Climate change scientists and energy forecasters are quite clear that the world has at least three times as many fossil fuels in proven reserves as we can afford to burn and emit into the atmosphere. In 2012, the International Energy Agency warned that “no more than one-third of proven reserves of fossil fuels can be consumed prior to 2050” if the world wants to limit climate change to relatively safe levels. The Intergovernmental Panel on Climate Change reached a similar conclusion in its 2013 climate assessment. These findings just confirm what should be common sense by now: In order to avoid catastrophic climate change, we need to keep most of the oil, coal and gas in the ground.
Image by HouseBudgetCmte, on Flickr
Yet many policymakers – even those who are otherwise quite concerned about climate change – have yet to internalize this key piece of information. This failure is perhaps somewhat understandable. The simple calculation of how much additional carbon our atmosphere can safely absorb (aka “the carbon budget”) puts a very fine and bright line on the fundamental question beneath the climate crisis: How quickly can we stop our dependence on fossil fuels and switch fully to clean energy?
Atmospheric physics doesn’t care that this is a very difficult question politically, economically, and financially. It simply states that there is a limit to how much carbon we can put in the atmosphere – and that we need to heed that limit or we risk climate chaos.
The world is in a deep hole when it comes to climate change and fossil fuels. The first rule of holes is that when you find yourself in one, stop digging. Not only is the world nowhere close to stopping digging – the fossil fuel industry spends upwards of $600 billion annually on new exploration – but on top of this, most governments are actually still using taxpayer funds to assist these extremely profitable industries.
As David Turnbull, campaigns director with Oil Change International puts it: “Rather than putting down the shovel, the US government is using even more taxpayer dollars to buy backhoes.”
The vulnerable islands are a perfect laboratory to test out renewable energy solutions to our climate crisis
In June, Lefties Food Stall, a pint sized eatery serving Barbados’s signature flying-fish sandwiches, became the first snack shack on the island to be fitted with a solar panel. The nearby public shower facility sports a panel as well. So does the bus shelter across the street and the local police station and scores of gaily-colored houses on the coastal road leading into the capital, Bridgetown.
photo by Domenic Scaturchio, on Flickr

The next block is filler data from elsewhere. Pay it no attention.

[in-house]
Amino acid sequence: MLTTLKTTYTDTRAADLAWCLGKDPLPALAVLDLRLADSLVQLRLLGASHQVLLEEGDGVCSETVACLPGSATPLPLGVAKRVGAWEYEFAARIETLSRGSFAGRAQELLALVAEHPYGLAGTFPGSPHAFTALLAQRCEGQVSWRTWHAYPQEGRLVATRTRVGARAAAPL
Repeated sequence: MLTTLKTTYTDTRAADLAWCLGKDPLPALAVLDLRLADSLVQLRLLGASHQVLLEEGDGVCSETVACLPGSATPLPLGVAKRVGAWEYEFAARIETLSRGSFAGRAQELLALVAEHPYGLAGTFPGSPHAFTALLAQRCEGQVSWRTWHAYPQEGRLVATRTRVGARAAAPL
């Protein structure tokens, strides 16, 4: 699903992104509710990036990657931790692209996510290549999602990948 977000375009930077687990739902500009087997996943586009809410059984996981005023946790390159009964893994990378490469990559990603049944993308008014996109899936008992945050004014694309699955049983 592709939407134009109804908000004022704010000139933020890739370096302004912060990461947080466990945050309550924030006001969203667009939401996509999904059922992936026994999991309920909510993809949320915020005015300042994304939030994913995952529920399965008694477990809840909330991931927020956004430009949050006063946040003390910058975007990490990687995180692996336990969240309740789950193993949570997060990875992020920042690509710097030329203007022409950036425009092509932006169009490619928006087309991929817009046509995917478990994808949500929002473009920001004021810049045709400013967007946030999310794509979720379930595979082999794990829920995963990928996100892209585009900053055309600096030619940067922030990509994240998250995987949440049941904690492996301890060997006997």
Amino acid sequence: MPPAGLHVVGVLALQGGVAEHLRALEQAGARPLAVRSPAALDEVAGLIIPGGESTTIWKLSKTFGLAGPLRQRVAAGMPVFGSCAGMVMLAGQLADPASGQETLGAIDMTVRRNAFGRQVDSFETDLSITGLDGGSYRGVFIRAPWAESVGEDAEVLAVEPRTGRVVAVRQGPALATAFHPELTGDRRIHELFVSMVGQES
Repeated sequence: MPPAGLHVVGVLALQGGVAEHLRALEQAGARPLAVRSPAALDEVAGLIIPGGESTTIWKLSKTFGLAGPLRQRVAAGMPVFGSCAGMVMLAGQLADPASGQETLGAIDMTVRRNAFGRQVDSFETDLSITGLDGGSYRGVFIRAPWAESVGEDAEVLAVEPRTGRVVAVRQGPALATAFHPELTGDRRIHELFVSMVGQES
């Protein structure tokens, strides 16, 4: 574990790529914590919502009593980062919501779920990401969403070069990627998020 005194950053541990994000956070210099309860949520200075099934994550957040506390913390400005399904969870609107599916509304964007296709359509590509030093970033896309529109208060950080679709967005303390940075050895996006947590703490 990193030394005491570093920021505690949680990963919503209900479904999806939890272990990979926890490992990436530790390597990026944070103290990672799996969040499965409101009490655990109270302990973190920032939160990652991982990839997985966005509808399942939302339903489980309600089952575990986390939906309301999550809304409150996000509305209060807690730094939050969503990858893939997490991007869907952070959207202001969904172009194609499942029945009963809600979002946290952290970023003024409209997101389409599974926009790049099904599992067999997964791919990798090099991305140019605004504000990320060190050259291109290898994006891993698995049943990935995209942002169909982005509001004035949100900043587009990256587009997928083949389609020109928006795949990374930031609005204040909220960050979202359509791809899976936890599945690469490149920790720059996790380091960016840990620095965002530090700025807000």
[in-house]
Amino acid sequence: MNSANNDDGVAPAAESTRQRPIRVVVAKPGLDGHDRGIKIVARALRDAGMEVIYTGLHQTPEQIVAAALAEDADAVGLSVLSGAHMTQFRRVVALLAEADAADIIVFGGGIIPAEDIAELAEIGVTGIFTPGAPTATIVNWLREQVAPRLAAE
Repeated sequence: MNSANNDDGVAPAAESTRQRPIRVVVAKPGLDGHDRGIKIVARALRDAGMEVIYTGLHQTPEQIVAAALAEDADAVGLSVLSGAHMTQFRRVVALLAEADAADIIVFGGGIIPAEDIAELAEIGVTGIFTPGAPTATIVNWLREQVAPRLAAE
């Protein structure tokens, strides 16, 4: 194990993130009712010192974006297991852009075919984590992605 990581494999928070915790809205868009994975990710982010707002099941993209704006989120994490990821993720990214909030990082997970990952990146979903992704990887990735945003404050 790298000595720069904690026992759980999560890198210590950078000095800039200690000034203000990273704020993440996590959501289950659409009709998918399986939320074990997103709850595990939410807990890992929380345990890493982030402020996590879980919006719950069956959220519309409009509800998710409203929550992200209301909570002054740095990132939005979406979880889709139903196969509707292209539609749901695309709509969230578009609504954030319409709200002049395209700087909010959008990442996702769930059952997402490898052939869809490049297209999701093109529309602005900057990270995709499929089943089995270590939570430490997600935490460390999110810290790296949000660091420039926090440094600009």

Like many other small island nations, Barbados has to ship in all of the oil that it uses to produce electricity, making power over four times more costly than it is in the fuel-rich United States. That high price has proven a boon for Barbados’s fledgling solar industry.
Nearly half of all homes on the island boast solar water heaters on their roofs, which pay for themselves in lower electric bills in less than two years, and increasingly industries, like the island’s small desalinization plant, are installing solar arrays to meet a portion of their power needs.
This move to solar is also being driven by tax incentives for green businesses and consumers. In an address marking the United Nations Environment Program’s (UNEP) “World Environment Day” in the capital city Bridgetown in June, Barbados Prime Minister Freundel Stuart pledged that the island nation would produce 29 percent of its energy from renewables by the end of the next decade.
That rather conservative goal, which is still over twice what the US currently produces with renewables, won’t be hard to reach. Not only is the island blessed by abundant sunshine, but it also has year-round trade winds to run wind turbines and sugarcane waste or bagasse that can be used as a biofuel. The Barbados government is also looking into harnessing the energy of the tides, as well as introducing ocean thermal energy conversion (OTEC), a technology which employs the temperature difference between cooler deep and warmer shallow sea waters to generate electricity.
Barbados is not the only Caribbean island enthusiastic about green technology. Aruba is planning a 3.5-MW solar airport, perhaps the largest such project in the world. The Dutch-speaking island has combined wind …more